By Fabrizio O. Almeida
“I might be exactly the right kind of person for a project like this, ” says 30-year-old James Wilke, the director of “SoloHomo4,” a full-length evening of original solo performances by gay writers and artists running for two nights next week at the Bailiwick Arts Center. Hardly a declaration born of hubris, Wilke’s statement seems apt given the various artistic hats he’s worn in both Chicago and Los Angeles since graduating from Northwestern University in 1997. With a resume that includes successful stints in the worlds of theater, independent film and music videos, to name just a few, he’s one of those all-around creative types who, artistically speaking, gets around, hates complacency and defies easy categorization. Alas, these are qualities that help when tackling that ever-shifting and encompassing artistic medium known as performance art. To quote über-performance artist Laurie Anderson (via über-solo performance director Jo Bonney in “Extreme Exposure: An Anthology of Solo Performance Texts from the Twentieth Century”): “The best thing about the term ‘performance art’ is that it’s so ambiguous; it includes just about anything you might want to do.” For the solo homos involved in next week’s presentations—Wilke and the all-male cast of performers are openly gay—this will translate into a two-hour evening incorporating monologue, multimedia, musical cabaret, stand-up comedy, a monodrama and a partridge in a pear tree.
“SoloHomo,” which borrows its title from a 1998 literary anthology of queer performance texts entitled “O Solo Homo,” is the brainchild of 45-year-old Chicago native and “SoloHomo” co-producer Mike Rogers, a longtime aficionado of the genre whose local credits include last year’s installment of Live Bait Theatre’s “Filet of Solo,” an annual affair that provides visibility to emerging and established solo performance artists. But three years ago, Rogers, like many before him, had to create his own performance opportunities. Through his association with NewTown Writers, a Chicago-based gay writing group that last year celebrated its twenty-fifth anniversary of nurturing queer literary voices, Rogers was around when colleagues produced “Working Stiff,” a showcase for queer-based material and its performers. Equally inspired to do the same, and with the support of the folks behind “Working Stiff,” Rogers and co-producer Timothy Rey, another longtime Windy City solo artist, delivered the first “SoloHomo” in Bailiwick’s loft space for one night only in 2003. “It started out so amateurish and very informal,” says Rogers, “And there were maybe twelve people in the audience total,” he recalls with a laugh. But word-of-mouth, a tight-knit Chicago solo performance community and increased attendance for the second installment eventually helped “SoloHomo3” land Bailiwick’s larger studio space downstairs for a two-night sold-out run last year. By this time, however, Rogers was more than just a little exhausted. “I took a shot at it [as co-producer, performer and director], and it was good, but it needed to improve and to be brought up a few notches. We needed direction, desperately.” Enter Wilke and a chance meeting last October with Rogers, who immediately thought the young director’s energy and ideas could transform the promising but “raw” evening of random monologues into “more of a polished product.” Wilke concurs: “Each piece lends itself to a certain theatricality that I thought would have been wasted with a lights-up-presentational-lights-down approach.” Wilke has also carefully arranged the order of the pieces so that collectively they might give the audience an emotional ride akin to that of a play. And musical transitions, using everything from well-known songs to obscure mood music, will be the glue that holds the pieces together.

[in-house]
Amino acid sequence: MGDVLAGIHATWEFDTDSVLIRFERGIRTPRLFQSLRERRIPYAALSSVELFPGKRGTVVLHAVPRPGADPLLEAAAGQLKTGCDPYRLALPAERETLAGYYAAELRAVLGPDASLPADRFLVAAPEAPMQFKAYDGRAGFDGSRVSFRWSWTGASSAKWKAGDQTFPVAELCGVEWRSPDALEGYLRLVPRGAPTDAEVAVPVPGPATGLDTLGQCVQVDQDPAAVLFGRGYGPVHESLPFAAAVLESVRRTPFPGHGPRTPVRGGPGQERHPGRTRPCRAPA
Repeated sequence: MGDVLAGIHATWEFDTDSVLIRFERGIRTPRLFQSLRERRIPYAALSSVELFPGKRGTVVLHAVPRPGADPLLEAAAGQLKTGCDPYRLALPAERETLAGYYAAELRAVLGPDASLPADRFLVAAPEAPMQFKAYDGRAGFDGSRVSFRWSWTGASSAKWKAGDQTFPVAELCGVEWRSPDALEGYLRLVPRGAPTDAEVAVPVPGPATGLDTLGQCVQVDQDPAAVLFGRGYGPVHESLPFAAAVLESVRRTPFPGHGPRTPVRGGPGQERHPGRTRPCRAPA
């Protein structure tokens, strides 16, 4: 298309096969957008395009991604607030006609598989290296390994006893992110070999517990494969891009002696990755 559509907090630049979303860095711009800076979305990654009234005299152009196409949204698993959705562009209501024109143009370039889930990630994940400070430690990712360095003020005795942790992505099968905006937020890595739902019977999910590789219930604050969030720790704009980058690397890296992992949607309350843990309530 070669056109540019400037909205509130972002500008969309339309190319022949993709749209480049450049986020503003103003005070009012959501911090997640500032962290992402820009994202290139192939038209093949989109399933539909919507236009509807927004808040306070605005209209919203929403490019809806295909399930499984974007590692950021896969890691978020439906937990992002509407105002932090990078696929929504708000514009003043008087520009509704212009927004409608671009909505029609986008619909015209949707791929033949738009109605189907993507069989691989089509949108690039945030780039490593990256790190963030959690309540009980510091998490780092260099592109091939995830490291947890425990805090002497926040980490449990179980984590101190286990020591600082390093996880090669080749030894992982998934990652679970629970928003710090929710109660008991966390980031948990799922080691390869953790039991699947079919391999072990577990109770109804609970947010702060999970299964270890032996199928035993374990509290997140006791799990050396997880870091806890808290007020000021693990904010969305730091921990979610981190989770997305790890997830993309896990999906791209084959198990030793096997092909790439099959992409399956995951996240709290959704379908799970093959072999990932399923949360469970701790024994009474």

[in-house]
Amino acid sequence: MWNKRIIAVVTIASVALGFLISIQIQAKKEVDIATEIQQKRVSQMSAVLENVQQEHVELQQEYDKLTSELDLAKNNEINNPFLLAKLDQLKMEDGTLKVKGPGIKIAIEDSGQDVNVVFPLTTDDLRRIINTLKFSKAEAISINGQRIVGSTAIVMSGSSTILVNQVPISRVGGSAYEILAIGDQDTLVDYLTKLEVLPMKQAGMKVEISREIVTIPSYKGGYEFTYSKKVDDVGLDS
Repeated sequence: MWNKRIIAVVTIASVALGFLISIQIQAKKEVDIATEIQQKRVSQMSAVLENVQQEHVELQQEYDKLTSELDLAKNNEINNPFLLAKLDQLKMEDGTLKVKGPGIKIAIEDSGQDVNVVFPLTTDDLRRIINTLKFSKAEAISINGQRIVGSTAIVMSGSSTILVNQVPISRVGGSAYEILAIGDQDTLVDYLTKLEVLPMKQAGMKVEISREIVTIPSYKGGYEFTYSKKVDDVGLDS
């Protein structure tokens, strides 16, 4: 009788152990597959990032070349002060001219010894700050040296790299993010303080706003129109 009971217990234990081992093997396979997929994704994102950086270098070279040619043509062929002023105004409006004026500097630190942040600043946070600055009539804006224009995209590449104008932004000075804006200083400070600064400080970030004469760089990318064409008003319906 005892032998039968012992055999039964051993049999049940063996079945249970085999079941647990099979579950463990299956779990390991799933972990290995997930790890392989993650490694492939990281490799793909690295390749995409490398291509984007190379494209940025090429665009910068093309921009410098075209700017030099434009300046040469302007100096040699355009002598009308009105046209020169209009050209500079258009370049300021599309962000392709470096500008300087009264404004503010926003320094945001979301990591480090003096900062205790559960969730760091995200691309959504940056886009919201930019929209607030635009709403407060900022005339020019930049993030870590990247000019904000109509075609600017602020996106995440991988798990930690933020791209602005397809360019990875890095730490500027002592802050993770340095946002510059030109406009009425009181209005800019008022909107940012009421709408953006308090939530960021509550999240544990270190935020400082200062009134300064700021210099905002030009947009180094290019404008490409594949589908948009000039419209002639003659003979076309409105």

Whatever the overall visual and musical stamp Wilke gives the evening, the pieces should be memorable for their stories and the quality of their story telling. Promising to explore different aspects of the gay experience, “SoloHomo4” will cover familiar thematic stomping grounds from love to loss, albeit through diverse narrative strands and modes of expression: “Judgement,” by playwright Don Bapst, has the author playing three characters in a dark drama of seventeenth-century European persecution; “La Maquina de los Sueños (The Machine of Dreams),” a piece by New Mexico-based visual artist Patrick Weishampel (the only artist brought on board by Wilke and not by Rogers), will feature projections and five television sets each broadcasting a different film that has been independently shot and edited; “Dorm Life/Off Campus,” a narrative celebrating the lighter side of life, will be delivered by a transvestite named Cookie Crumbles. Local actor and performance artist Richard Richards (making his final Chicago stage appearance before moving to Boston in April) and Columbia College Chicago film professor and author of “The Complete Idiot’s Guide to Independent Filmmaking” Joe Steiff, among others, will also be featured. “You’re only paying $10 (for admission), but you’re going to get more ‘bang for your buck,’” promises Wilke. If that current roster is any indication, “SoloHomo4” may very well deliver.
“SoloHomo4” plays two evenings at the Bailiwick Arts Center, 1229 West Belmont, (773)883-1090, on March 13 and 14, at 7:30pm. $10.